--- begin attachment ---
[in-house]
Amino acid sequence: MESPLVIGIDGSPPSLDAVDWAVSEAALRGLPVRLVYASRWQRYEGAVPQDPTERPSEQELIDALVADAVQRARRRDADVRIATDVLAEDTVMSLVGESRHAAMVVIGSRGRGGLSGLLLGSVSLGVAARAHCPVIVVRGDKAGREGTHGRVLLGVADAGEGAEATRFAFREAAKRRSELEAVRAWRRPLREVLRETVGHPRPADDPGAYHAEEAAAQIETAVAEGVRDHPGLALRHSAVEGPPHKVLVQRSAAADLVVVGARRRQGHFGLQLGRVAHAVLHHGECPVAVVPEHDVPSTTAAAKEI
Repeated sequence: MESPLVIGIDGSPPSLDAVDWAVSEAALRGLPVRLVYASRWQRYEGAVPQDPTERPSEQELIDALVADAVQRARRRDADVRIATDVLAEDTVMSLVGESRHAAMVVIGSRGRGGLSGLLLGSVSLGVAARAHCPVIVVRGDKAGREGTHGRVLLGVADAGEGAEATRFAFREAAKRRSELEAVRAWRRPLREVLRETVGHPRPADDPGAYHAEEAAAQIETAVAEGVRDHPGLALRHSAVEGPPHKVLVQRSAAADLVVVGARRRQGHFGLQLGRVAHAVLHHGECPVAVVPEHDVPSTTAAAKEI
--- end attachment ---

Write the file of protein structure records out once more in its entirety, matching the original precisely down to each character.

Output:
[in-house]
Amino acid sequence: MESPLVIGIDGSPPSLDAVDWAVSEAALRGLPVRLVYASRWQRYEGAVPQDPTERPSEQELIDALVADAVQRARRRDADVRIATDVLAEDTVMSLVGESRHAAMVVIGSRGRGGLSGLLLGSVSLGVAARAHCPVIVVRGDKAGREGTHGRVLLGVADAGEGAEATRFAFREAAKRRSELEAVRAWRRPLREVLRETVGHPRPADDPGAYHAEEAAAQIETAVAEGVRDHPGLALRHSAVEGPPHKVLVQRSAAADLVVVGARRRQGHFGLQLGRVAHAVLHHGECPVAVVPEHDVPSTTAAAKEI
Repeated sequence: MESPLVIGIDGSPPSLDAVDWAVSEAALRGLPVRLVYASRWQRYEGAVPQDPTERPSEQELIDALVADAVQRARRRDADVRIATDVLAEDTVMSLVGESRHAAMVVIGSRGRGGLSGLLLGSVSLGVAARAHCPVIVVRGDKAGREGTHGRVLLGVADAGEGAEATRFAFREAAKRRSELEAVRAWRRPLREVLRETVGHPRPADDPGAYHAEEAAAQIETAVAEGVRDHPGLALRHSAVEGPPHKVLVQRSAAADLVVVGARRRQGHFGLQLGRVAHAVLHHGECPVAVVPEHDVPSTTAAAKEI